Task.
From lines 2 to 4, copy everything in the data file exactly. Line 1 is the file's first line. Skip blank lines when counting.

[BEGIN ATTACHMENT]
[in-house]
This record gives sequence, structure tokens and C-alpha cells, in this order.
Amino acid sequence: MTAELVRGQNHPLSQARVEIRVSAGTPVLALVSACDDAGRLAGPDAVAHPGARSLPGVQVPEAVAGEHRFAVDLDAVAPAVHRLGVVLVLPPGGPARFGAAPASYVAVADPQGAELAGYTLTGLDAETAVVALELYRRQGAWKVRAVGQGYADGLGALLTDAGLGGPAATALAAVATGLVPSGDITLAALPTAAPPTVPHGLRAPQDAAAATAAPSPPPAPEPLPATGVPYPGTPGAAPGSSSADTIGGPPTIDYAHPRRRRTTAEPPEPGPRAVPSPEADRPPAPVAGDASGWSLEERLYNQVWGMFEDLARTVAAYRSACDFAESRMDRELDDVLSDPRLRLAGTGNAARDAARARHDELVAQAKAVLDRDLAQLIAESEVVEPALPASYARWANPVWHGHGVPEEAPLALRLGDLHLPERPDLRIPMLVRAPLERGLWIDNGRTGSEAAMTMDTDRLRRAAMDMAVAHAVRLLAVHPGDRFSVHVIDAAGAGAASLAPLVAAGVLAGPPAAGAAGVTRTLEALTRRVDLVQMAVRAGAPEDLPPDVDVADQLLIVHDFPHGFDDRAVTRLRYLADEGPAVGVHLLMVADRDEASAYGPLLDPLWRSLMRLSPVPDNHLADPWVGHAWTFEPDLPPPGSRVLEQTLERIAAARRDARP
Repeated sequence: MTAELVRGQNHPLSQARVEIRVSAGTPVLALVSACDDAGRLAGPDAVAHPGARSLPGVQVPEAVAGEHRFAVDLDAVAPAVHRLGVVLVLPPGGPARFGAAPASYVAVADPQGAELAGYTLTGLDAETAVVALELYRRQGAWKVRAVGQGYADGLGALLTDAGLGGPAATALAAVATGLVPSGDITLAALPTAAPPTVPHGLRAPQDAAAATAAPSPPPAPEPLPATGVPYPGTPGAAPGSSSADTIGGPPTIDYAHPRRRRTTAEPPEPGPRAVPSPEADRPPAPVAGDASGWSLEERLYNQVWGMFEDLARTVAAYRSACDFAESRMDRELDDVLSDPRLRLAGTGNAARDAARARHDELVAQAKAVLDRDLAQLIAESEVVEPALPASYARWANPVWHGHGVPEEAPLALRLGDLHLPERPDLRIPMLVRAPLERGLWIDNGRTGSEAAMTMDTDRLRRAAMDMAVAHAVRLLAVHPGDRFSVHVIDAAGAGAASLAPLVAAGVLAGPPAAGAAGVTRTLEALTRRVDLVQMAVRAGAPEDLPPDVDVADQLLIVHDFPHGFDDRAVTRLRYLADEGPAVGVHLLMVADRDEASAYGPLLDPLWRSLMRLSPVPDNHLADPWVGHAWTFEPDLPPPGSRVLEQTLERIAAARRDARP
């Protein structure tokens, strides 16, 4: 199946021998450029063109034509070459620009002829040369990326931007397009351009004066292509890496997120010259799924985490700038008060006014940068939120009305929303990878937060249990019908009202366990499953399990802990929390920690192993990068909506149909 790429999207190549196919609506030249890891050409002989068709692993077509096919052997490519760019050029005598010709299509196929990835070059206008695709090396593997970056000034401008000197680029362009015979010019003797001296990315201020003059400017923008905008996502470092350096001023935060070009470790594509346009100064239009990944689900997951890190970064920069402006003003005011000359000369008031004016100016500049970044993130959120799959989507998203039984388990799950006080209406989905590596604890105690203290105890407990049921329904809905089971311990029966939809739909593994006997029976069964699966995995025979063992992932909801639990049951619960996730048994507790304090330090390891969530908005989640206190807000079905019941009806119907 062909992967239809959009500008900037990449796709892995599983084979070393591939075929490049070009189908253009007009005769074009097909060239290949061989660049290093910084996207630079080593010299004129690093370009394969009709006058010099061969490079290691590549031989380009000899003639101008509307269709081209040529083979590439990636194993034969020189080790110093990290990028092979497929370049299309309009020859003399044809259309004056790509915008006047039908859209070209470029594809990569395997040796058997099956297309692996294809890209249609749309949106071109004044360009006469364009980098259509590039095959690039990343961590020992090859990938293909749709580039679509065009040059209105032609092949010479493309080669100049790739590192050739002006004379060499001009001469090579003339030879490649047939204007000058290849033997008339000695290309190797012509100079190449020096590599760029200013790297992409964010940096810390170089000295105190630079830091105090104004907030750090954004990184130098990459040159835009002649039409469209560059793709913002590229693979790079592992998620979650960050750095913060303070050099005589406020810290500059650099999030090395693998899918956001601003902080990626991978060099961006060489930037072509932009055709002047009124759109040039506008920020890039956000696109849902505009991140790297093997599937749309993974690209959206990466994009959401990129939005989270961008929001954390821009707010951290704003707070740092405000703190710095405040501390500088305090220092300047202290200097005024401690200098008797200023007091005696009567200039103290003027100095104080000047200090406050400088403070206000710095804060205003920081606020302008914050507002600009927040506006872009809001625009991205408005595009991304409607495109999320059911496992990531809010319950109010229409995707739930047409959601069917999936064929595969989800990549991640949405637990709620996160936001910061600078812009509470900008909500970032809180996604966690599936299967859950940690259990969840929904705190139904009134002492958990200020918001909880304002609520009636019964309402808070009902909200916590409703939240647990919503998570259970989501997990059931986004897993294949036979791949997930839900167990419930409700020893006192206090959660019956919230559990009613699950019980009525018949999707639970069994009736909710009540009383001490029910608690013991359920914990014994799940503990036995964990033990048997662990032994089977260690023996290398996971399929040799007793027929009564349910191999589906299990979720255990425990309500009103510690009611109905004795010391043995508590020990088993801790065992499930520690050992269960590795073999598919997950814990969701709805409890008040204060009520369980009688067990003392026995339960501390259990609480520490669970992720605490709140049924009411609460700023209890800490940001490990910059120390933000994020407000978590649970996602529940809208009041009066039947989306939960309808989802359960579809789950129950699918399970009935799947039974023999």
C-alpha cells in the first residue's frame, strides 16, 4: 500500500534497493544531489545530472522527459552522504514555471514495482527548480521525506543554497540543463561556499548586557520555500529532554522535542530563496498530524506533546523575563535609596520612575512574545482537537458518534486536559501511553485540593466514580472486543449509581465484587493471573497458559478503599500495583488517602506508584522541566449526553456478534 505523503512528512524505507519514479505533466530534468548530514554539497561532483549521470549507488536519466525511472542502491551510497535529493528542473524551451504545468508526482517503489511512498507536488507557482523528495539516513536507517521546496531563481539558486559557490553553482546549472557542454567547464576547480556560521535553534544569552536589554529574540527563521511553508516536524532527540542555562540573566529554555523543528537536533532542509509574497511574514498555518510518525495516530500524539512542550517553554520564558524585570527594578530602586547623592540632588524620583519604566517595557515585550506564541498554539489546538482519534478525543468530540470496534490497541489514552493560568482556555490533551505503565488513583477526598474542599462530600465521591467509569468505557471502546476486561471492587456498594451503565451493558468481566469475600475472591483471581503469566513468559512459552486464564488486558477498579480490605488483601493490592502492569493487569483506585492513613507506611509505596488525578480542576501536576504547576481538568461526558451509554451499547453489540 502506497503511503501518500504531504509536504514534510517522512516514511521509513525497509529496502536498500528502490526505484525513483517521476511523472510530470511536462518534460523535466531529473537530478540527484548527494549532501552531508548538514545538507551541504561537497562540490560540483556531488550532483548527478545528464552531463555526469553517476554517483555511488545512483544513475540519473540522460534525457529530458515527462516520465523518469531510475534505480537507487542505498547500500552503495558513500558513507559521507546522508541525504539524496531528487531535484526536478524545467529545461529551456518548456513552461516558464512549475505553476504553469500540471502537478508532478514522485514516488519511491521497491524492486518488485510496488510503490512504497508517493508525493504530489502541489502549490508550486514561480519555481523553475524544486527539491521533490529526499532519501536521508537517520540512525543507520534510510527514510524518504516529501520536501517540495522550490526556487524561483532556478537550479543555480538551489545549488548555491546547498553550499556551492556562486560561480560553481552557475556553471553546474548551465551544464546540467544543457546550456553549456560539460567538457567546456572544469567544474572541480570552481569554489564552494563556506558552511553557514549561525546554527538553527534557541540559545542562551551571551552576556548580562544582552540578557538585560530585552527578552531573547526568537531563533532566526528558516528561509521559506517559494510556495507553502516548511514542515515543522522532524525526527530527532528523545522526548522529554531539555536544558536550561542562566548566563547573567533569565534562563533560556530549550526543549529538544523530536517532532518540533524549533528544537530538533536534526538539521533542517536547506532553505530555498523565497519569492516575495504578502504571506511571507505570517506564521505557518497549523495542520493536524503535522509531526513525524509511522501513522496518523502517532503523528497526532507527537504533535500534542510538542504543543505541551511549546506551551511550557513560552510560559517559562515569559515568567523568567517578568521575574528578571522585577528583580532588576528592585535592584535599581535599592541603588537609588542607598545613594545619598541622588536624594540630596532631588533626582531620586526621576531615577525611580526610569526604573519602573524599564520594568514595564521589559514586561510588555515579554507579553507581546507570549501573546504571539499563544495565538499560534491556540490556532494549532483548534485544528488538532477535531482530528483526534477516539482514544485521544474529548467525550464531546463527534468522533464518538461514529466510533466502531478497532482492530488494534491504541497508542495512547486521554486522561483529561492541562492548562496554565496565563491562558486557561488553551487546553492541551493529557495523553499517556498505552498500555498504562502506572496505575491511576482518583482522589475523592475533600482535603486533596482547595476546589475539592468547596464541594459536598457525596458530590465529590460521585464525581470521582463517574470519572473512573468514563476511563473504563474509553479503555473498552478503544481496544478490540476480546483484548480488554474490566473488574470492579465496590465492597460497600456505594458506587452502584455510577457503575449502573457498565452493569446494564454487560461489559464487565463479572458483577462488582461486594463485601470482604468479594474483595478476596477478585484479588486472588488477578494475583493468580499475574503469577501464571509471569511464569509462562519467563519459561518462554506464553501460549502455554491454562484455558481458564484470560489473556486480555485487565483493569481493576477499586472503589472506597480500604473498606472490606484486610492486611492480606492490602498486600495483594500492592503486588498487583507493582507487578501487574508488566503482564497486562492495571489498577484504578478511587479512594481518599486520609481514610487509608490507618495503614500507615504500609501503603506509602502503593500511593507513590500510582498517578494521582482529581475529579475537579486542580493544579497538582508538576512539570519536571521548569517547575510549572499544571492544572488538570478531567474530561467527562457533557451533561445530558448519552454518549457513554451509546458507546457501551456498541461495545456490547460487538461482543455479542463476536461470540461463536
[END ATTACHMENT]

This record gives sequence, structure tokens and C-alpha cells, in this order.
Amino acid sequence: MTAELVRGQNHPLSQARVEIRVSAGTPVLALVSACDDAGRLAGPDAVAHPGARSLPGVQVPEAVAGEHRFAVDLDAVAPAVHRLGVVLVLPPGGPARFGAAPASYVAVADPQGAELAGYTLTGLDAETAVVALELYRRQGAWKVRAVGQGYADGLGALLTDAGLGGPAATALAAVATGLVPSGDITLAALPTAAPPTVPHGLRAPQDAAAATAAPSPPPAPEPLPATGVPYPGTPGAAPGSSSADTIGGPPTIDYAHPRRRRTTAEPPEPGPRAVPSPEADRPPAPVAGDASGWSLEERLYNQVWGMFEDLARTVAAYRSACDFAESRMDRELDDVLSDPRLRLAGTGNAARDAARARHDELVAQAKAVLDRDLAQLIAESEVVEPALPASYARWANPVWHGHGVPEEAPLALRLGDLHLPERPDLRIPMLVRAPLERGLWIDNGRTGSEAAMTMDTDRLRRAAMDMAVAHAVRLLAVHPGDRFSVHVIDAAGAGAASLAPLVAAGVLAGPPAAGAAGVTRTLEALTRRVDLVQMAVRAGAPEDLPPDVDVADQLLIVHDFPHGFDDRAVTRLRYLADEGPAVGVHLLMVADRDEASAYGPLLDPLWRSLMRLSPVPDNHLADPWVGHAWTFEPDLPPPGSRVLEQTLERIAAARRDARP
Repeated sequence: MTAELVRGQNHPLSQARVEIRVSAGTPVLALVSACDDAGRLAGPDAVAHPGARSLPGVQVPEAVAGEHRFAVDLDAVAPAVHRLGVVLVLPPGGPARFGAAPASYVAVADPQGAELAGYTLTGLDAETAVVALELYRRQGAWKVRAVGQGYADGLGALLTDAGLGGPAATALAAVATGLVPSGDITLAALPTAAPPTVPHGLRAPQDAAAATAAPSPPPAPEPLPATGVPYPGTPGAAPGSSSADTIGGPPTIDYAHPRRRRTTAEPPEPGPRAVPSPEADRPPAPVAGDASGWSLEERLYNQVWGMFEDLARTVAAYRSACDFAESRMDRELDDVLSDPRLRLAGTGNAARDAARARHDELVAQAKAVLDRDLAQLIAESEVVEPALPASYARWANPVWHGHGVPEEAPLALRLGDLHLPERPDLRIPMLVRAPLERGLWIDNGRTGSEAAMTMDTDRLRRAAMDMAVAHAVRLLAVHPGDRFSVHVIDAAGAGAASLAPLVAAGVLAGPPAAGAAGVTRTLEALTRRVDLVQMAVRAGAPEDLPPDVDVADQLLIVHDFPHGFDDRAVTRLRYLADEGPAVGVHLLMVADRDEASAYGPLLDPLWRSLMRLSPVPDNHLADPWVGHAWTFEPDLPPPGSRVLEQTLERIAAARRDARP